An Ethical Business Workshop at the West Chester, Ohio Rotary Club Meeting. (Melinda Zemper/ Oak Tree Communications)
Our local Ethical Business Committee, of which I chair, recently developed a pocket-sized Ethical Business Guide that our staff and others attach their business card to and hand (or mail) to new staff, clients, prospective clients and casual contacts we meet along the way. The objective is to promote ethical business practices locally, nationally, and ultimately world-wide.
What I am learning however is that the practice of putting a business card on the back of the guide and handing it to others puts the world on notice that we are ethical in all kinds of business practices.
After recently purchasing a used vehicle and being handed a blank title signed and notarized by the seller, I headed to the title division for the new title. So far, every state I have lived in requires sales tax be paid on the purchase price of the vehicle when the new document is made. The purchase price is noted as a part of the title. The document was blank and there was an opportunity to save a couple of hundred bucks by “lowballing” the purchase price on the form. Now, it is easy to rationalize how much better off the funds are in my pocket rather than the state or, “everybody does it”. However, that booklet with my card attached was handed to a couple of hundred people. Now if I were to cheat on that, could I ever hand that booklet out again with integrity? This example is a small one but since the “hand-out” process began for me, that question occurs all too frequently.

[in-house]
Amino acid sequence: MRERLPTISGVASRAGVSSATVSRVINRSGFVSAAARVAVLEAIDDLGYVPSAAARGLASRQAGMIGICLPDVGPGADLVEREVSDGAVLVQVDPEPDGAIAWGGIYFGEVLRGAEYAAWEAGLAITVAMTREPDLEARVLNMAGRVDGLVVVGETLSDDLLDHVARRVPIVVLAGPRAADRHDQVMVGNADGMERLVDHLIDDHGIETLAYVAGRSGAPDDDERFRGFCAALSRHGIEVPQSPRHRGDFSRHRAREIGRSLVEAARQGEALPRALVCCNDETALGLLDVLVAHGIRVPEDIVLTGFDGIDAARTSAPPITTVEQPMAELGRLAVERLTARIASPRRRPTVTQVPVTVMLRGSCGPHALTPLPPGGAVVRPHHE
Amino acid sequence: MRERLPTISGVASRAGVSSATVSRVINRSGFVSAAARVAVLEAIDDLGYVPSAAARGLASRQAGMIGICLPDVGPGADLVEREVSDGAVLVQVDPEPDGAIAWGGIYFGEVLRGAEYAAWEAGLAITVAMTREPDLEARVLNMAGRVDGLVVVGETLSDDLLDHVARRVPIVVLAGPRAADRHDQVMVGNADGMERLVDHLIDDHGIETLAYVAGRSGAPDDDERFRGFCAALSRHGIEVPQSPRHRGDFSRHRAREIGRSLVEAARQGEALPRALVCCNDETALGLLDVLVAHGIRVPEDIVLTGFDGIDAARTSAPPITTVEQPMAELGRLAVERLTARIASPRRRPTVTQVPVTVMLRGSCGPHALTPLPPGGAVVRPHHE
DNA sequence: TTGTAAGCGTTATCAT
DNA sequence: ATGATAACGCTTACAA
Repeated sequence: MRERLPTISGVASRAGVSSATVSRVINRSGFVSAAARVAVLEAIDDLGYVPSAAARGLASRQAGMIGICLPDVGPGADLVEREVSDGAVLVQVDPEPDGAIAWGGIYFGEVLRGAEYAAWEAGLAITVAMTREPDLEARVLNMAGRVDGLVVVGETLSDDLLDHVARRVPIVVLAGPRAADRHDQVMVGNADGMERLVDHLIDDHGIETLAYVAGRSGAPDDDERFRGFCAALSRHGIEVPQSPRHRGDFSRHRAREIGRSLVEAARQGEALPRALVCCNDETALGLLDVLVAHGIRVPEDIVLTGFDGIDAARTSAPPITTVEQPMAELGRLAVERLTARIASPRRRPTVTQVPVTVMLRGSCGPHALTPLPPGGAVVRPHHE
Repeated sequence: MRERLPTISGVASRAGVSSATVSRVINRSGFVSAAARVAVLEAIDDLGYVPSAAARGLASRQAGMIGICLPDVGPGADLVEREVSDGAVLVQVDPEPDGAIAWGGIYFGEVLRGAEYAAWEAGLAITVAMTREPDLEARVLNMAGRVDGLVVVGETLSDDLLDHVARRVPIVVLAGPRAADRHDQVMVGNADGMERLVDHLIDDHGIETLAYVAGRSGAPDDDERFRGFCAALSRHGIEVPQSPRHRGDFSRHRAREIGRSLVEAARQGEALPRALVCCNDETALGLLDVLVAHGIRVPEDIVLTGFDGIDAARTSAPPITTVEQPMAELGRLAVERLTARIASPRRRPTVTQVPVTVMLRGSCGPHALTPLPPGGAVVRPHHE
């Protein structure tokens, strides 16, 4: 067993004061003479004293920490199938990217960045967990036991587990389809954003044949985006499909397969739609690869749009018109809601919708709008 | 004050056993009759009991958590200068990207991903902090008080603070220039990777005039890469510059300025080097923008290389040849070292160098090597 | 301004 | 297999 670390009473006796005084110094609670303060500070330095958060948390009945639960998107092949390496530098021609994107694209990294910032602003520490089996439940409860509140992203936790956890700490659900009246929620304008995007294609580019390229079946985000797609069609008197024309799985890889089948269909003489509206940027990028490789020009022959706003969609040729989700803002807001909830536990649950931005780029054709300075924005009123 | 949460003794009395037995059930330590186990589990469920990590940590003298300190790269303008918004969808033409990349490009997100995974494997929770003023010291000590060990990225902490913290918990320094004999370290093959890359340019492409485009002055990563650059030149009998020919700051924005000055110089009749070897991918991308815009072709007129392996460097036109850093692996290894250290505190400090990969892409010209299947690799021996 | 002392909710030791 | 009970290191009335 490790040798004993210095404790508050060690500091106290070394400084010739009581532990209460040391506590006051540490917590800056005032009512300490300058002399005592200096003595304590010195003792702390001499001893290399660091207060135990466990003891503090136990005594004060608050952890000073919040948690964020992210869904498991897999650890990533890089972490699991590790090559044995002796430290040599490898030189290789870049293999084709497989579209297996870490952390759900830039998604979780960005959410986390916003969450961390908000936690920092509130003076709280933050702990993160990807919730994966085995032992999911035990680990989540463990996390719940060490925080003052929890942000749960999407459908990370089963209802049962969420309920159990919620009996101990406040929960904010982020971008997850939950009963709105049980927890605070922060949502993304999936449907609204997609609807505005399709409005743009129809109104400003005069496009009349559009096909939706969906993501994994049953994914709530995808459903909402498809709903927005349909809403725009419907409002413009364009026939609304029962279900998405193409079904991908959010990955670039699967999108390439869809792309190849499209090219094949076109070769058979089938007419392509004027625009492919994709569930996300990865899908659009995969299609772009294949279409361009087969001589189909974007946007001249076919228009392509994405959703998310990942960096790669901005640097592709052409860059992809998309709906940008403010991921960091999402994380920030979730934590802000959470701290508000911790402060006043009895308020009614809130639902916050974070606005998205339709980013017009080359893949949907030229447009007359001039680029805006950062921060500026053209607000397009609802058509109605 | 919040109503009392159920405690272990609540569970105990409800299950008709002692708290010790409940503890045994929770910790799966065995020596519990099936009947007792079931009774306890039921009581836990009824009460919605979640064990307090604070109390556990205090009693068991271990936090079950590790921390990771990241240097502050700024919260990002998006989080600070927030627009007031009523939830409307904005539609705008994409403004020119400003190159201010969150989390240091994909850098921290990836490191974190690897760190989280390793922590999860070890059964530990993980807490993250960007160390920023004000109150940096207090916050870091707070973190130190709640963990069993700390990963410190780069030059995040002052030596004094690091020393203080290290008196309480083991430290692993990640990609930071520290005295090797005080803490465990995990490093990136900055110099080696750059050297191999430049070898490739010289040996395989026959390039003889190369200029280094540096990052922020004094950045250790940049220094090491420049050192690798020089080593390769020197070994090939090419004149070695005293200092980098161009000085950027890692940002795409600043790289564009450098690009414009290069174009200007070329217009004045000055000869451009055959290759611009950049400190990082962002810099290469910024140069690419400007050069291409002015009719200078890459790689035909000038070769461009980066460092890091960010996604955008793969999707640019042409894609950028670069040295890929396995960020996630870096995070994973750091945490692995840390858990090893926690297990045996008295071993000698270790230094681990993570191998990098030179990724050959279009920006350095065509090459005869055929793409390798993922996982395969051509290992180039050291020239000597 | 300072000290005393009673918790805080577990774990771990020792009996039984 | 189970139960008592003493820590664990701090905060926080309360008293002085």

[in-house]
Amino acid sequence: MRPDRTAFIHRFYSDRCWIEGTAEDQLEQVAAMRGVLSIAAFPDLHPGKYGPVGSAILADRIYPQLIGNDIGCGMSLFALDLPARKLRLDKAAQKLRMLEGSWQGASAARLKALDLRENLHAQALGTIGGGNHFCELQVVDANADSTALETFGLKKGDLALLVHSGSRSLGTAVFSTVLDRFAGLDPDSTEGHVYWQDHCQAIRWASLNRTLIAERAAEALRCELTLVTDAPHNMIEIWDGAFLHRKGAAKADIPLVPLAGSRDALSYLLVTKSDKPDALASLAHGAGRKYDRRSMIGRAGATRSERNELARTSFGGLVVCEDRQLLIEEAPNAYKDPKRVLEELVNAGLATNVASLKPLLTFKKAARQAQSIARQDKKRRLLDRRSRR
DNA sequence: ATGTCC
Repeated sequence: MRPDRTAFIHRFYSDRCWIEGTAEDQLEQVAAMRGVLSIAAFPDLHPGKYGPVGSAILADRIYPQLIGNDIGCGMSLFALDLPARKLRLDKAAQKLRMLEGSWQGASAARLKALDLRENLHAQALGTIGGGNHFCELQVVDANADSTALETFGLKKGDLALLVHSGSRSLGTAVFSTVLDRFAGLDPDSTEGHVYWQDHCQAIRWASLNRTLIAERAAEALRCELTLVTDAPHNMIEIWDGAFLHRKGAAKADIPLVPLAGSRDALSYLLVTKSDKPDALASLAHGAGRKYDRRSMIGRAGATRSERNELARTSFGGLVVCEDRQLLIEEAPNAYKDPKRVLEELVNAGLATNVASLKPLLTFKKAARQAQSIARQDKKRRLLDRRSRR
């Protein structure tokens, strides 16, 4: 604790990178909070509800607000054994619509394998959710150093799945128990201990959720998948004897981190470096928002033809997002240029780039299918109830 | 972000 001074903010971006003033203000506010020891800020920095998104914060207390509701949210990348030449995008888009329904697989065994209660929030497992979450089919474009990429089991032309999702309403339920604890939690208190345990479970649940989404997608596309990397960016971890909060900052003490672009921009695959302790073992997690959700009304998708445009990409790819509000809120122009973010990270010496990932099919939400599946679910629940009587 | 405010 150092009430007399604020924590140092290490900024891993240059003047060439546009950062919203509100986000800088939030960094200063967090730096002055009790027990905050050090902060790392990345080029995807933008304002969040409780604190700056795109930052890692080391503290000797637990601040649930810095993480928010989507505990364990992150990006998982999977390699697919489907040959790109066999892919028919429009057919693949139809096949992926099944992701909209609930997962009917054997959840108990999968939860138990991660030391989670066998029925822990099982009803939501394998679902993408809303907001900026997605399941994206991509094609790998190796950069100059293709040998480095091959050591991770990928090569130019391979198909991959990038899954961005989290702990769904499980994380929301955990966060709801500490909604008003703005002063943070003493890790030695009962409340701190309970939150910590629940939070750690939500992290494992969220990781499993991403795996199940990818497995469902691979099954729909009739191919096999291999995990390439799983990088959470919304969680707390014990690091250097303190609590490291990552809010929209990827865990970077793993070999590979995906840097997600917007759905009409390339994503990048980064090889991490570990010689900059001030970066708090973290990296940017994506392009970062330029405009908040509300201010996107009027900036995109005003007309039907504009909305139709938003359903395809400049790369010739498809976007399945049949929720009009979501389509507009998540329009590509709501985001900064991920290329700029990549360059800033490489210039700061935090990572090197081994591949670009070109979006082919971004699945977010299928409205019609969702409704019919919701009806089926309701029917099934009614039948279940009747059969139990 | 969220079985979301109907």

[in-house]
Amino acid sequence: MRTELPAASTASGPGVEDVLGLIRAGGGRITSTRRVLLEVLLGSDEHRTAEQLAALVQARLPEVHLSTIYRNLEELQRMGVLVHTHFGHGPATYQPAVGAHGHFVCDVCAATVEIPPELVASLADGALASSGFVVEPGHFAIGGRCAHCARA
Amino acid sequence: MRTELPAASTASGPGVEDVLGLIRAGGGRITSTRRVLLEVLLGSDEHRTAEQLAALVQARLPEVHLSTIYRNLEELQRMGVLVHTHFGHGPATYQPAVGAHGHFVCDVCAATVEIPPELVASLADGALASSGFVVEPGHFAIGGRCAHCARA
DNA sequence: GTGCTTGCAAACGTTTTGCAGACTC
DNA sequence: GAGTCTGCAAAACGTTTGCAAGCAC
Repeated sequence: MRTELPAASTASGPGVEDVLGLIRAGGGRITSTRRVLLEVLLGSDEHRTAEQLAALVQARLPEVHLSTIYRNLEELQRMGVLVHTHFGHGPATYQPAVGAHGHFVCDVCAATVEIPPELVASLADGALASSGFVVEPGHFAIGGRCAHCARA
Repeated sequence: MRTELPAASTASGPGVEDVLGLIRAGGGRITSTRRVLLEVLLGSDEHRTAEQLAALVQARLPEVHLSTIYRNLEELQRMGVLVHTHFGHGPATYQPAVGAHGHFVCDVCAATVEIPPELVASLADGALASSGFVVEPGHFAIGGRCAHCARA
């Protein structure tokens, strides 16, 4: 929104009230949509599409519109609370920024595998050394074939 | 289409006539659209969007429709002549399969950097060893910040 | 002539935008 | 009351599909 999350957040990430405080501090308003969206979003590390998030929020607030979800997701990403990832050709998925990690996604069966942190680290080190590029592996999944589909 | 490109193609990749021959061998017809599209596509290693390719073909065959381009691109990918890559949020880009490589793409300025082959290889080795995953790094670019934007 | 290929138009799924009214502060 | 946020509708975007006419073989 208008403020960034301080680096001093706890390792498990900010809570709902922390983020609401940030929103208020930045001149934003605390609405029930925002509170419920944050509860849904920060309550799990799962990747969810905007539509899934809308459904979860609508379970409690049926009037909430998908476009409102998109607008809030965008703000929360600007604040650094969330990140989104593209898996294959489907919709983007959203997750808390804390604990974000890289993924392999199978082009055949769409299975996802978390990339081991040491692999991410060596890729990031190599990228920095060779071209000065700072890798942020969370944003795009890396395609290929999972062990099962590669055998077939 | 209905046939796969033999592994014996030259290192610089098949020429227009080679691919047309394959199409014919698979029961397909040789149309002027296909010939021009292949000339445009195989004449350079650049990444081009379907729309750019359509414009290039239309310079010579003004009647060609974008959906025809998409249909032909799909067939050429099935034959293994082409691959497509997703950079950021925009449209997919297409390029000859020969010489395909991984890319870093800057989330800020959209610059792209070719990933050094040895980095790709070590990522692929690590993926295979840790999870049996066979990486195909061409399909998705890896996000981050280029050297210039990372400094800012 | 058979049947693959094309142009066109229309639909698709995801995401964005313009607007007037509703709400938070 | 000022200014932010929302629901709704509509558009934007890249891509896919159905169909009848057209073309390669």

Truth comes with a price.
READ MORE: If you like this article you will want to read “Teaching Your Staff to Become Liars?“
Jim Mullaney is President and CEO of Edoc Service, Inc. a “Fast 55” virtual company based in Cincinnati, Ohio.